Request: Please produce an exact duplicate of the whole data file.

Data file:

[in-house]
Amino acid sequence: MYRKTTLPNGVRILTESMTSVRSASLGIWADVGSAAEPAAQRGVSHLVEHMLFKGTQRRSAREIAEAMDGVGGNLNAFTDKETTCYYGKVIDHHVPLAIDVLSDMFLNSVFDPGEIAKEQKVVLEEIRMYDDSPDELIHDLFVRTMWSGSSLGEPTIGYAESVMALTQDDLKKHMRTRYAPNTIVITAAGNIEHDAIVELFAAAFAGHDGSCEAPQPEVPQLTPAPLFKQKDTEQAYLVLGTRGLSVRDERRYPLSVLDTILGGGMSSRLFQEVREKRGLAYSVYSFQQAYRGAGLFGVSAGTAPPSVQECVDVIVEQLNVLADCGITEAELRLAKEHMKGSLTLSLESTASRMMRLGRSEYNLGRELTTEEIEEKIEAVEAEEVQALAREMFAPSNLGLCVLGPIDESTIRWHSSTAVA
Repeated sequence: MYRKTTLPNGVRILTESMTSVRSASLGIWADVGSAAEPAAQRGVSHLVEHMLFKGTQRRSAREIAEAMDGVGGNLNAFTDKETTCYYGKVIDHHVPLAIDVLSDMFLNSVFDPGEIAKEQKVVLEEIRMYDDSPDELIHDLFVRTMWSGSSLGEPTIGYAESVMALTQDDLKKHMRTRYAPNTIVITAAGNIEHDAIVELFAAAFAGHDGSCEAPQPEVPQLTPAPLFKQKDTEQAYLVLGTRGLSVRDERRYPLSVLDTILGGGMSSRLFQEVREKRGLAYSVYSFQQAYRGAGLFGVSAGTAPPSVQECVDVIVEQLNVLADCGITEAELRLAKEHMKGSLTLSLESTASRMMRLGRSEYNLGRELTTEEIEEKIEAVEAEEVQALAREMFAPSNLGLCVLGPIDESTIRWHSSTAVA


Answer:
[in-house]
Amino acid sequence: MYRKTTLPNGVRILTESMTSVRSASLGIWADVGSAAEPAAQRGVSHLVEHMLFKGTQRRSAREIAEAMDGVGGNLNAFTDKETTCYYGKVIDHHVPLAIDVLSDMFLNSVFDPGEIAKEQKVVLEEIRMYDDSPDELIHDLFVRTMWSGSSLGEPTIGYAESVMALTQDDLKKHMRTRYAPNTIVITAAGNIEHDAIVELFAAAFAGHDGSCEAPQPEVPQLTPAPLFKQKDTEQAYLVLGTRGLSVRDERRYPLSVLDTILGGGMSSRLFQEVREKRGLAYSVYSFQQAYRGAGLFGVSAGTAPPSVQECVDVIVEQLNVLADCGITEAELRLAKEHMKGSLTLSLESTASRMMRLGRSEYNLGRELTTEEIEEKIEAVEAEEVQALAREMFAPSNLGLCVLGPIDESTIRWHSSTAVA
Repeated sequence: MYRKTTLPNGVRILTESMTSVRSASLGIWADVGSAAEPAAQRGVSHLVEHMLFKGTQRRSAREIAEAMDGVGGNLNAFTDKETTCYYGKVIDHHVPLAIDVLSDMFLNSVFDPGEIAKEQKVVLEEIRMYDDSPDELIHDLFVRTMWSGSSLGEPTIGYAESVMALTQDDLKKHMRTRYAPNTIVITAAGNIEHDAIVELFAAAFAGHDGSCEAPQPEVPQLTPAPLFKQKDTEQAYLVLGTRGLSVRDERRYPLSVLDTILGGGMSSRLFQEVREKRGLAYSVYSFQQAYRGAGLFGVSAGTAPPSVQECVDVIVEQLNVLADCGITEAELRLAKEHMKGSLTLSLESTASRMMRLGRSEYNLGRELTTEEIEEKIEAVEAEEVQALAREMFAPSNLGLCVLGPIDESTIRWHSSTAVA